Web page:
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Nursing Times' mission is to ensure you get heard

  • 6 Comments

It’s a fantastic time to be starting as editor of Nursing Times. That is what everyone has told me in the few weeks since I joined.

And, of course, I agree. With the white paper - and nurses’ roles in the new-look NHS being debated by the profession so heavily - it’s a great time to be writing for and championing our readers. I’m delighted to be involved, and hope very much that here at the magazine we can help support nurses carve out their important - and hopefully growing - roles.

My three weeks’ experience in nursing is significantly dwarfed by the long and illustrious pedigrees of many of the nurses whom I have met since I started. But even I recognise that this is the biggest revolution of the NHS since its inception, and will change the health landscape dramatically.

Our belief, in fact I’d go so far as to say our mission, is to ensure that nurses’ voices get heard. As the biggest slice of

the health service workforce, it’s essential that nurses are at the heart of the GP commissioning process - only they can provide the insight into holistic care provision to ensure it results in services that meet all patients’ needs. Nurses are frequently responsible for keeping patients out of hospital because of the care they can offer in surgeries or in patients’ homes.

So although all these changes are happening in a climate with the tightest possible financial constraints, nurses are definitely one group of people who can help stretch those NHS budgets further. So let’s make sure that you are not marginalised, ignored or forgotten about.

Over the next few weeks and months, we’ll be telling you how you can ensure the profession has a leading role in the new system to prevent us running the risk of returning to an NHS with a narrow medical focus, which treats patients as a set of symptoms and conditions rather than as individuals with their own unique set of circumstances. We want to arm you with the best tools and advice to help you get involved and raise your profile.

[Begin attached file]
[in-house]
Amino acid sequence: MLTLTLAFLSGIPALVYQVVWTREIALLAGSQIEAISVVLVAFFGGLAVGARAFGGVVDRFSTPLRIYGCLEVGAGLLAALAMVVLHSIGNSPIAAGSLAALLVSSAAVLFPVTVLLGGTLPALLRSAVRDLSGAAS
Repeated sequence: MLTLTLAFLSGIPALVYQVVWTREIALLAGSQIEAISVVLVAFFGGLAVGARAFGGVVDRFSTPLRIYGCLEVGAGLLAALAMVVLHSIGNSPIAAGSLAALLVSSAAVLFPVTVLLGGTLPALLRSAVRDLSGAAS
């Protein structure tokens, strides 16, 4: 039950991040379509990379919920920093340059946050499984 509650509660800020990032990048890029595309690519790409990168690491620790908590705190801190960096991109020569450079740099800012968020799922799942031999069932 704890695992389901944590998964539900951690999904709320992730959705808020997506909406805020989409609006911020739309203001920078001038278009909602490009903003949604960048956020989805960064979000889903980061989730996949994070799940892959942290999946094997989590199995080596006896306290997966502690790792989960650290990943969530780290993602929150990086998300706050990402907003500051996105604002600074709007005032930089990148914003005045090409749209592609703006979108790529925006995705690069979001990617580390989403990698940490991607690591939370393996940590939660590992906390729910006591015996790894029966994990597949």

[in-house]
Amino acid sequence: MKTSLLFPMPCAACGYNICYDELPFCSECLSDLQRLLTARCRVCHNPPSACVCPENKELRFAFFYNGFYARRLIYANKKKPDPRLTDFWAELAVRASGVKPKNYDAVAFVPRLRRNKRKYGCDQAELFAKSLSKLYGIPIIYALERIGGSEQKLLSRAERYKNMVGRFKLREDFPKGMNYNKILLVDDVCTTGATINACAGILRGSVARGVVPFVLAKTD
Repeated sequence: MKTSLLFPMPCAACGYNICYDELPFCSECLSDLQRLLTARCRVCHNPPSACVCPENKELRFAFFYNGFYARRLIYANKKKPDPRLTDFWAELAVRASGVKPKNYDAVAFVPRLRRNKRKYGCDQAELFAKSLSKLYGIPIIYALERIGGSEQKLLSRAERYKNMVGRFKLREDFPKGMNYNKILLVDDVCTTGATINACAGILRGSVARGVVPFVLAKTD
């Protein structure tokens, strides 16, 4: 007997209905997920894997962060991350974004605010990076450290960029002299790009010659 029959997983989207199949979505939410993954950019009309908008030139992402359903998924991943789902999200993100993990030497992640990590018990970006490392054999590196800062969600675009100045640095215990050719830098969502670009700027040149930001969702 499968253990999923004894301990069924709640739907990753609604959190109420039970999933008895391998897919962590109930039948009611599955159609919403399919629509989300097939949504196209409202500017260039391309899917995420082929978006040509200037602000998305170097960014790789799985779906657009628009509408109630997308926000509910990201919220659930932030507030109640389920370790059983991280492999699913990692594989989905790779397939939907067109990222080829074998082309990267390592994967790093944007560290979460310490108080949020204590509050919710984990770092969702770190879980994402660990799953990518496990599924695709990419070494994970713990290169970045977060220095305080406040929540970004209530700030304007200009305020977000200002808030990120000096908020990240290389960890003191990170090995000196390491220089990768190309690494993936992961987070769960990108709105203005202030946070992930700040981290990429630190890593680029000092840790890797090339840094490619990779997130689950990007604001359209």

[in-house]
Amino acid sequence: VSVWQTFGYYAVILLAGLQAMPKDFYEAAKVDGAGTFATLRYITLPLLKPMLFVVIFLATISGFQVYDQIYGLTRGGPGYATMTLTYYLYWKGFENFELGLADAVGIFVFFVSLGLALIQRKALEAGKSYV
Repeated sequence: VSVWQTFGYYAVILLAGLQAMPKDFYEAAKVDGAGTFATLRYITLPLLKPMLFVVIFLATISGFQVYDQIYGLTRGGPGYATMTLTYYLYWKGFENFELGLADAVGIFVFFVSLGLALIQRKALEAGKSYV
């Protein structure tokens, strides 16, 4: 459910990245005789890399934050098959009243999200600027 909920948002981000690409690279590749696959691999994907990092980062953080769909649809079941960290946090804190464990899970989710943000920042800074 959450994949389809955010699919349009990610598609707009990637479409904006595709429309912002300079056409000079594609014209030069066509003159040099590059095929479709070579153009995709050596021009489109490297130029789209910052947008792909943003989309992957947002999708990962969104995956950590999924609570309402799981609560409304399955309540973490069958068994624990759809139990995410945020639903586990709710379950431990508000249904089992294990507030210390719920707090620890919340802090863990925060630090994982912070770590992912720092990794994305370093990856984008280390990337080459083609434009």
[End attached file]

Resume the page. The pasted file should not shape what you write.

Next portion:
I am really keen to hear your views on that and what you love and loathe about the profession and this magazine, so do get in touch.

Jenni Middleton, editor

jenni.middleton@emap.com

  • 6 Comments

Readers' comments (6)

  • Jenni - if you manage to ensure that Nurses are genuinely heard by the decision makers in Whitehall and Westminster, you will have done a good job! But you may well need to shout loudly, because many of them do not want to hear, especially if it goes against their latest pet ideas.

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  • I would suggest that many politicians have "selective" hearing when it comes to Nurses and their plight.
    We are expected to change with often no warning as new systems are implemented (and are often ones that have just been re-hashed with a new name added).
    Good luck in your endeavours of being heard.

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  • Absolutely agree with the above two posts. But I have to say that it is nice to hear you actually say this as a policy for NT.

    If you really want to make us heard, then pass on some of our posts to the relevant people, and then post their responses on here?

    A couple of examples would be the recent 'open letter to the NHS', who did you show those posts to (not that there were many)? What did they say in response?

    Or how about the numerous posts on the white paper?

    Please give us feedback on relevant responses? Otherwise we are just 'shouting' into the wind here!

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  • Oh,and while we're at it, why don't you bring up some of the previous threads on strike action? (I know they were pulled very quickly from the main pages by NT), but you could send those comments to those in charge? Yes? No?

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  • No shouting all this from the rooftops yet then?

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  • Jenni Middleton

    Thanks for all your feedback. It's a great idea to pass on some of your comments, and I will certainly be gathering them together and doing that on this and the blog about why you entered the profession. Thanks for the feedback and suggestions. Do keep any comments coming about what you'd like to see more or less of in the magazine and on this website too. We want it to be something you enjoy reading, as well as find useful, so do help us in that endeavour. Your input is really appreciated and really helps us shape Nursing Times.

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